Sunday, March 8, 2009

Malaysia and Crowdsourcing

C'mon Malaysia. Crowdsourcing is the one area that that is a fieldflattener. I say again, all you need is the right skill sets for any projects that are structured for crowdsourcing.

Sign up and, you are part of a global team. Wonderful and easy. All you need is to have the correct skill sets.

And....I believe that the universal language between boundaries is ENGLISH. I repeat, ENGLISH.

Here's an extract of a Businessweek piece, Pushing the Limits of Crowdsourcing for your reference:

From around the world, almost 20,000 people chipped in on a five-minute animated film that features a love story between a guitar and a violin. You could have been one of them. All you needed was a Facebook account and an itch for computer-generated animation. The Mass Animation project, led by Yair Landau, is showing how much further crowdsourcing can go, and how traditional production methods may get left behind.

David Perry is also pushing the limits, and expectations, of just what's possible by tapping the brainpower of the multitude. Project Top Secret, which Perry began in early 2007, has elicited contributions from 60,000 people who have signed in to help create a giant multiplayer online game. Like Landau, Perry is a novice in his new creative role. Both still have their day jobs: Landau, 45, is head of Bedouin Media, a production company; Perry, 41, runs And both claim their concepts have proven wildly successful. So how did they do it?

After seven years as president of Sony Digital Pictures (SNE), Landau didn't need to take a big jump to launchMass Animation, a three-way partnership of Intel (INTL), Dell (DELL), and Facebook. He got interested after a friend at Facebook told him how easily Facebook was able totranslate its Web site into different languages by simply letting users do the work. Facebook, meantime, was interested in seeing what other crowdsourcing projects it could come up with. Familiar with Landau's work in digital movies, Facebook approached Landau about crowdsourcing a movie via its site and Live Music, the animated tale, was born in Los Angeles.


Perry, a 26-year veteran of the video-game industry with several No. 1 titles under his belt, was looking for ways to include the video-game community into the production of games. Working with Acclaim Entertainment, the Beverly Hills resident had also seen how crowdsourcing made translation easier: On their own, users would record game dialogue in different languages. Perry and Acclaim figured gamers could do much more. On a plane ride from Korea to the U.S. in November 2006, Perry and Acclaim Chief Executive Howard Marks agreed to launch a contest that would crowdsource a full-fledged game. "We just decided to give them the rope to let them hang themselves," he laughs. In early 2007, Project Top Secretbegan.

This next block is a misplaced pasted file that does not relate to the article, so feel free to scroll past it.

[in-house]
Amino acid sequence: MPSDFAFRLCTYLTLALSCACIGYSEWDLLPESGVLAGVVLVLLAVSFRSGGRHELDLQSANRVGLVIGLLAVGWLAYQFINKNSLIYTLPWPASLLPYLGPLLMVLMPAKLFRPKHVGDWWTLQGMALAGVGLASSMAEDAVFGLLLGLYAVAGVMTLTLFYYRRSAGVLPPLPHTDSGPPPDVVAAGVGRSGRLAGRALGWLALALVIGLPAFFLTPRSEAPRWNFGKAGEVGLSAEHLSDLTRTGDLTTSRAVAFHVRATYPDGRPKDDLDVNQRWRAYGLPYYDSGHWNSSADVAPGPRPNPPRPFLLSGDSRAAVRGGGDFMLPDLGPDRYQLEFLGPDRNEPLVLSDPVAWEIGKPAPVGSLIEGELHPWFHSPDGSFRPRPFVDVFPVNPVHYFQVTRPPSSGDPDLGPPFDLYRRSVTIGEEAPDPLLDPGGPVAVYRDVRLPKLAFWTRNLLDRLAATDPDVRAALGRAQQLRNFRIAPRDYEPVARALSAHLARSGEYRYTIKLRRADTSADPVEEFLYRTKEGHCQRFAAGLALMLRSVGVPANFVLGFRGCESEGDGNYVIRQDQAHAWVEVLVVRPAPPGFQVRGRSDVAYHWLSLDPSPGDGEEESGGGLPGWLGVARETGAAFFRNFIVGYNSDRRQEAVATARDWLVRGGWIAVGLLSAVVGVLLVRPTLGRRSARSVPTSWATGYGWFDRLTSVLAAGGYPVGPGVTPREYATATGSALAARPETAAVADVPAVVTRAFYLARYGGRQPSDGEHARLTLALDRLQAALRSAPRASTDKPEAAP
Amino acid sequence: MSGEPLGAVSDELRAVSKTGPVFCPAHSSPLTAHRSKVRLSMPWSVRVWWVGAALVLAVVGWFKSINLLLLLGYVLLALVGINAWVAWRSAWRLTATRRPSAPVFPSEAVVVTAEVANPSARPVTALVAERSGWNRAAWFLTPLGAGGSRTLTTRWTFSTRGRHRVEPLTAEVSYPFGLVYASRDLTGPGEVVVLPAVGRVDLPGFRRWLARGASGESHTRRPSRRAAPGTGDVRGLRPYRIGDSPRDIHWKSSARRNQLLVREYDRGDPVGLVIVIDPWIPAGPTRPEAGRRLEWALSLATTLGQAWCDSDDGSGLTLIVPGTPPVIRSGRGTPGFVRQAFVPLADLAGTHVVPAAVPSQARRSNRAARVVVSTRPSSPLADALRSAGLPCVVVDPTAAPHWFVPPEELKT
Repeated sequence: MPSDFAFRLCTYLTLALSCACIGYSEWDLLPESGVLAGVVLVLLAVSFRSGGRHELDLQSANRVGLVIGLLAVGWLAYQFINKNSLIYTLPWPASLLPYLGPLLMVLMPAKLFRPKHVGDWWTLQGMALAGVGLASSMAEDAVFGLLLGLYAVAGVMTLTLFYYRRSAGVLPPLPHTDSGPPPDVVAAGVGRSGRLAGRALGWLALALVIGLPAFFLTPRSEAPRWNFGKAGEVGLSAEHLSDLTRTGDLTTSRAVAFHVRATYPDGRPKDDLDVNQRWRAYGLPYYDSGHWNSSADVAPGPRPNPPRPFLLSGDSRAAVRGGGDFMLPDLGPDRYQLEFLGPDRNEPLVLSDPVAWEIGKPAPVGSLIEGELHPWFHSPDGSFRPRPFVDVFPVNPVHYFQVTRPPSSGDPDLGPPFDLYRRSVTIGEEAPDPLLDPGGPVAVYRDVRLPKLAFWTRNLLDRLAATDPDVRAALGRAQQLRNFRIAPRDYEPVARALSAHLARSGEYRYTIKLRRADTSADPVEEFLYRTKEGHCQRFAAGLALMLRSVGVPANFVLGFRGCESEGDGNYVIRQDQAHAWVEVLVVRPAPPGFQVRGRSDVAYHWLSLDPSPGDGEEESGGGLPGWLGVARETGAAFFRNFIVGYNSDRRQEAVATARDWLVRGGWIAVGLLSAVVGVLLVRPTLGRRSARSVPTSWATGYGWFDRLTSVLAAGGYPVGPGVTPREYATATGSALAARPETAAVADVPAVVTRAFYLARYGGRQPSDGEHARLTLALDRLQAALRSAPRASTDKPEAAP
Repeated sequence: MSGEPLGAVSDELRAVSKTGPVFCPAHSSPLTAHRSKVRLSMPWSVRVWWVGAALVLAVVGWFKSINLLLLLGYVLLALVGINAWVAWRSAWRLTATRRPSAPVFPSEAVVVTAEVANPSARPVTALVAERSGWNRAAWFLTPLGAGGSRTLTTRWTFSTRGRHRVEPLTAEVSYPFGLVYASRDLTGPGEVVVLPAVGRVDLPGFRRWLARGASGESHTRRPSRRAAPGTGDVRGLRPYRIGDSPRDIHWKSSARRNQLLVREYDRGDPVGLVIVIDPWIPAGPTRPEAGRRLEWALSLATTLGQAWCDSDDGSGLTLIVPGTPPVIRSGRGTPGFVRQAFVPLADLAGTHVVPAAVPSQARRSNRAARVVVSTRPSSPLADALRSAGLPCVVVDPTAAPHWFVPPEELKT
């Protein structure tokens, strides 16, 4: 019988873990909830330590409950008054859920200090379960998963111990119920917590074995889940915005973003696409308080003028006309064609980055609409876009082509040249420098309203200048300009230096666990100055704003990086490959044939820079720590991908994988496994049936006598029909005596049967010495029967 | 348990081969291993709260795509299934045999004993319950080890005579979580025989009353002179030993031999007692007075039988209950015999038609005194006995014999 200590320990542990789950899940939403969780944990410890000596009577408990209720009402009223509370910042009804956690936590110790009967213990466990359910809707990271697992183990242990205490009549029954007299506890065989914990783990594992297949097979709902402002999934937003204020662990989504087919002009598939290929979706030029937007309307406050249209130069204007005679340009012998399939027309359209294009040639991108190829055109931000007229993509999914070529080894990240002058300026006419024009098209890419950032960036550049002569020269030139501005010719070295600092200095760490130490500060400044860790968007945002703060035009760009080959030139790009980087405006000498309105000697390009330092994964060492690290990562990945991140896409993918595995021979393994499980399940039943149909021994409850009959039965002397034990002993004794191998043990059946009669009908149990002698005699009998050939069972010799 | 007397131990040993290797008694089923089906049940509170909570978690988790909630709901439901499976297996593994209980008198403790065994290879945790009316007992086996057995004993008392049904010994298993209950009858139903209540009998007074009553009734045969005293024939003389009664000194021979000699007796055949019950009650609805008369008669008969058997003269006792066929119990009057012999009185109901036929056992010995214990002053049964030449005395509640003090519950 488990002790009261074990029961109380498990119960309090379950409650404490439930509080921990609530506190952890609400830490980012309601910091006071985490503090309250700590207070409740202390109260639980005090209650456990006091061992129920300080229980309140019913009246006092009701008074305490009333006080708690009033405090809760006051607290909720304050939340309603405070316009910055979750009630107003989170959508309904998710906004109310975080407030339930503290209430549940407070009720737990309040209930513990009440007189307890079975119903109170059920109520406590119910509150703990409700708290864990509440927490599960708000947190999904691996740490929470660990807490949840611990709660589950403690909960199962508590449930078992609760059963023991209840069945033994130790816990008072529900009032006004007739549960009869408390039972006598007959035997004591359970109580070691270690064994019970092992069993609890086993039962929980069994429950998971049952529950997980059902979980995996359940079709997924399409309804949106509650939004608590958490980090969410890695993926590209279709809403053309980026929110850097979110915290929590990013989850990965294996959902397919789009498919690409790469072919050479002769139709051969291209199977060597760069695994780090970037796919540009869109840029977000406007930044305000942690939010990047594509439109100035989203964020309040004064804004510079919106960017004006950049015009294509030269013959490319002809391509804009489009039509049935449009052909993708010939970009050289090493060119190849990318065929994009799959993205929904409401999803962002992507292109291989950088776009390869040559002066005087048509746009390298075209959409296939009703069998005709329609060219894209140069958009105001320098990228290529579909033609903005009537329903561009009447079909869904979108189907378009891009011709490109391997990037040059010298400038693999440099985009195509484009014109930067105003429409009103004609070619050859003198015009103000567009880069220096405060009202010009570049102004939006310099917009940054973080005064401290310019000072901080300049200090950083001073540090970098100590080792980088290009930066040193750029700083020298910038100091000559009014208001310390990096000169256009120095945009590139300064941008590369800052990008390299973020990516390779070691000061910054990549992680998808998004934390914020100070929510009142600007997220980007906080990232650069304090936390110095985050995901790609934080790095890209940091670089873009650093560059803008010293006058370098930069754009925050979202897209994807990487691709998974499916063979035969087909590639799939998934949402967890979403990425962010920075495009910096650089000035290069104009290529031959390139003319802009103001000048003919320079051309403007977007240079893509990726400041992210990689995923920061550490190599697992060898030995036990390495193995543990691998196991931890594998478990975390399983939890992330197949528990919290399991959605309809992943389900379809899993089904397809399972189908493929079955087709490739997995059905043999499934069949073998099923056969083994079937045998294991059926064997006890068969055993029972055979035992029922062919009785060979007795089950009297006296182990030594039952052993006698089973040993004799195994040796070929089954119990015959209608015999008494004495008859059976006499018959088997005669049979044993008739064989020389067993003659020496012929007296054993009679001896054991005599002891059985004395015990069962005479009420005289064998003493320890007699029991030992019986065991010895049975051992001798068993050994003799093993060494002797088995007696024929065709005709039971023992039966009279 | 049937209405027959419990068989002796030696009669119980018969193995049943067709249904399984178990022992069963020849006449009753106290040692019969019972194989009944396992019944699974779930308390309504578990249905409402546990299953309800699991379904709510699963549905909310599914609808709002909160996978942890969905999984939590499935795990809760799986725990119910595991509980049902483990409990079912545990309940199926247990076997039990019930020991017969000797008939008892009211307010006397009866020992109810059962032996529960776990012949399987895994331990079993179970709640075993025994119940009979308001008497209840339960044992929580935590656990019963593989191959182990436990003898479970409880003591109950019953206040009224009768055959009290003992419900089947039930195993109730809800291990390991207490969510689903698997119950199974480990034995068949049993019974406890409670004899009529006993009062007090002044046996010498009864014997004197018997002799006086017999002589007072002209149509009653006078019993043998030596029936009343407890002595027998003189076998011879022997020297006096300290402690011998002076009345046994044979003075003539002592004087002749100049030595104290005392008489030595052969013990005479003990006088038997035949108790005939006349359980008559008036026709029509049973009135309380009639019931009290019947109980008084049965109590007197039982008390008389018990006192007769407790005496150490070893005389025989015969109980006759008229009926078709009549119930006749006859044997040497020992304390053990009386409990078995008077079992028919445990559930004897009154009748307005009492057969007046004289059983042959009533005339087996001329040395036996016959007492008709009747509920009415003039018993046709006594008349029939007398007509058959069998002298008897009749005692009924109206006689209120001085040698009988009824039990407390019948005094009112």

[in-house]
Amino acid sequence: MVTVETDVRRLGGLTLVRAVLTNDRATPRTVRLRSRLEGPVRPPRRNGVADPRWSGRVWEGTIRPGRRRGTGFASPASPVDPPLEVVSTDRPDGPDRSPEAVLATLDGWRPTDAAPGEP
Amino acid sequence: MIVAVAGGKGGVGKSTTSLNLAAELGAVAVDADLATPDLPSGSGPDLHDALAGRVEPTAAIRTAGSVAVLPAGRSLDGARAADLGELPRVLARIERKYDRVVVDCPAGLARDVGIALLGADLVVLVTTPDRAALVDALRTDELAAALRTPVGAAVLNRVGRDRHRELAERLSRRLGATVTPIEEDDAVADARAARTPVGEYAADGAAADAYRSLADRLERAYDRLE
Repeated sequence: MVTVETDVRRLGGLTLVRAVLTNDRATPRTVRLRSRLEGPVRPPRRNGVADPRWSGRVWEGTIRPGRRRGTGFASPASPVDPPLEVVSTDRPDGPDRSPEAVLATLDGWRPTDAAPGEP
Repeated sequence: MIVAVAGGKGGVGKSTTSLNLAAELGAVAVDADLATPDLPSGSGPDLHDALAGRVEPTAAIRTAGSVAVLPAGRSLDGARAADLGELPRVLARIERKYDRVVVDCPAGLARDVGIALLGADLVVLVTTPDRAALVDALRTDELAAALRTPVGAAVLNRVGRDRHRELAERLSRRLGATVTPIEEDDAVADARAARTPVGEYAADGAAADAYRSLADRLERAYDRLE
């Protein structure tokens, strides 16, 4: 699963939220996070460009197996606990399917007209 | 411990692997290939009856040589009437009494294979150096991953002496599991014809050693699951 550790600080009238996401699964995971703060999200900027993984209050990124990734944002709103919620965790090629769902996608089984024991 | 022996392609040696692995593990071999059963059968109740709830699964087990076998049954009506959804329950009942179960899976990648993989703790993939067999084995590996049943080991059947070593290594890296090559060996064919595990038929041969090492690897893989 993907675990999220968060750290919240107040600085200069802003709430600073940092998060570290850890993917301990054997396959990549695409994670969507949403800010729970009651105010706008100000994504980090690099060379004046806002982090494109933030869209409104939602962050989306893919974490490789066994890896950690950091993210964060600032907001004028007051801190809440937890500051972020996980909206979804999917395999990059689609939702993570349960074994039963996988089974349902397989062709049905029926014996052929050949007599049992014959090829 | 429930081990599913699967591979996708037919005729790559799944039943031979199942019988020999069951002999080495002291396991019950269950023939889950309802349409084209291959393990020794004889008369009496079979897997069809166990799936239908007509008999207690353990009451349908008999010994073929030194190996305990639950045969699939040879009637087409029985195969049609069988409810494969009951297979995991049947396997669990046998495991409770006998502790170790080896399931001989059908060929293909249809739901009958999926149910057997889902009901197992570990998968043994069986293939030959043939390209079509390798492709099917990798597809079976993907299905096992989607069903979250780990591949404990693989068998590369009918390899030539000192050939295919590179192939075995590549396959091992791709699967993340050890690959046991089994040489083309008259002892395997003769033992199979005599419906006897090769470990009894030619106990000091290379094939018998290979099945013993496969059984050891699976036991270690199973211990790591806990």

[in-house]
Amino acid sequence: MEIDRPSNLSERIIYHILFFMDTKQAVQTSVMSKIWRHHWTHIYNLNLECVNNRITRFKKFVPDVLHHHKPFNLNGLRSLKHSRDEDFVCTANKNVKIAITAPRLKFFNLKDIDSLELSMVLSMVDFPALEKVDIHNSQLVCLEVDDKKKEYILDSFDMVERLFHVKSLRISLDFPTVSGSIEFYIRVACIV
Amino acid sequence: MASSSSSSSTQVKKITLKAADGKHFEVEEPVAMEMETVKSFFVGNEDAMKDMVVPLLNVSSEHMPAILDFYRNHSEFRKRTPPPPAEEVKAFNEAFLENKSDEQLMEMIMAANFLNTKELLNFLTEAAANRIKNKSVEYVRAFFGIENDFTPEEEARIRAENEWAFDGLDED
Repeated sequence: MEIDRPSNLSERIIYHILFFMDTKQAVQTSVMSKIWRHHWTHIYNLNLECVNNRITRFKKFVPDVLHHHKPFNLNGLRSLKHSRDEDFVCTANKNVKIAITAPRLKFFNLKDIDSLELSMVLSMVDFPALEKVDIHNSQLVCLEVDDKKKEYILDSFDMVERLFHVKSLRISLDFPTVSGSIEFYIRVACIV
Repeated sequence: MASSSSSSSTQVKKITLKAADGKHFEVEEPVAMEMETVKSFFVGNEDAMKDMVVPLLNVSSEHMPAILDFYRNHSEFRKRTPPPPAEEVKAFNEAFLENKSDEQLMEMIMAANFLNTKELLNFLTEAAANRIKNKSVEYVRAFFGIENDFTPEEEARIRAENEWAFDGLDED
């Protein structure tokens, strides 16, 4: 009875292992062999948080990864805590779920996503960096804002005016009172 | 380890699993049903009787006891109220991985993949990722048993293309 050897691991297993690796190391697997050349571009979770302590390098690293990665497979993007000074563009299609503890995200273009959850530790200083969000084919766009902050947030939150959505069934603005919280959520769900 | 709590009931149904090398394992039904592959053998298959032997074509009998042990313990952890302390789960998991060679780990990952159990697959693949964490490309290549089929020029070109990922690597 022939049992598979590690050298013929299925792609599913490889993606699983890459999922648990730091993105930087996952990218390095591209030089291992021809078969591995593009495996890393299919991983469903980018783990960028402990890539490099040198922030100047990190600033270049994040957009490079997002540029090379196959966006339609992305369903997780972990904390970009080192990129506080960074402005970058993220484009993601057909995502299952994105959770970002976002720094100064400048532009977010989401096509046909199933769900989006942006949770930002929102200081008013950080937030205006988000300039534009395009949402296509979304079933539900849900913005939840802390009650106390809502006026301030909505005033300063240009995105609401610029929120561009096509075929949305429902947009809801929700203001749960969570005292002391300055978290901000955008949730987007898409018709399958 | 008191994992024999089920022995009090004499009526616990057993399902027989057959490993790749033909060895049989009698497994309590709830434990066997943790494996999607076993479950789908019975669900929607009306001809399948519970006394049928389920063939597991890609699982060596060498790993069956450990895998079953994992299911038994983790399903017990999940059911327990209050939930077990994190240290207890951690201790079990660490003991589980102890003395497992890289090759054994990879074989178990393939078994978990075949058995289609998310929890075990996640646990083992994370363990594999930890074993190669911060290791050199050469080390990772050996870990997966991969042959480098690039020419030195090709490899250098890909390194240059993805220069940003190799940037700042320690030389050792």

Landau and Facebook spent less than $250,000 creating the Mass Animation application that would run on the site and host the entire contest. It was built by AniBOOM and SpreadApp and designed by Noise New York. Autodesk (ADSK) was brought in to provide a trial version of the industry-popular Maya animation software. To help users along, Landau created storyboards, character models, and broke the movie into 107 shots for the crowd to animate.

Within two months, 50,000 people became "fans" of the project on Facebook. A third of them stepped up to either animate a segment, uploading QuickTime video files to the Facebook app, or vote on submissions through the application or by creating their own fan pages. In the end, people from 101 countries contributed animated shots. Each person with a winning clip won $500. In addition, Dell and Intel, which used the contest to promote its Core i7 processor, gave away a Dell Studio XPS computer every week. In all, the sponsors spent about $1 million and eight months on the project. Landau says producing the same five minutes of film by traditional methods would have cost millions more and taken at least six months longer.

Read more here.

C'mon Malaysia! Let's get onto the global bandwagon at a faster click.


kuldeep said...

To enable the people innovative leadership is a prerequisite.We do not have that in politics,government nor in the major companies.

Let me just highlight the TOURISM sector.Our leaders still subscribe to spending millions to bring huge entourages to do roadshows all over the world or engaging expensive big names agencies to come up with run of the mill advertising campaigns.

They should really look at the alternative of creating a WEBSITE with content developed by inputs from the people who knows and love their own towns.All that is needed is about a million bucks and we will have wonderful ,interesting writeups,photos and maybe even the people on something thats close to their hearts.

And with online social networking the impact is greater and more permanent than any current initiative.

The leaders must appreciate that the web is a genuine and popular source of info for travellers.

How can we get the message across?

Anonymous said...

Great idea CT. How about using this approach to develop a Master Plan for Selangor. Currently, we don't see a coherent plan by PR in running the state and everyone seems to be busy fire-fighting.

Kuldeep's idea on tourism is worth exploring. Why don't you prepare a proposal to the party leaders?

de minimis said...


I'd much rather that they seek me out. I'm really not that interested in chasing after politicians, thank you :D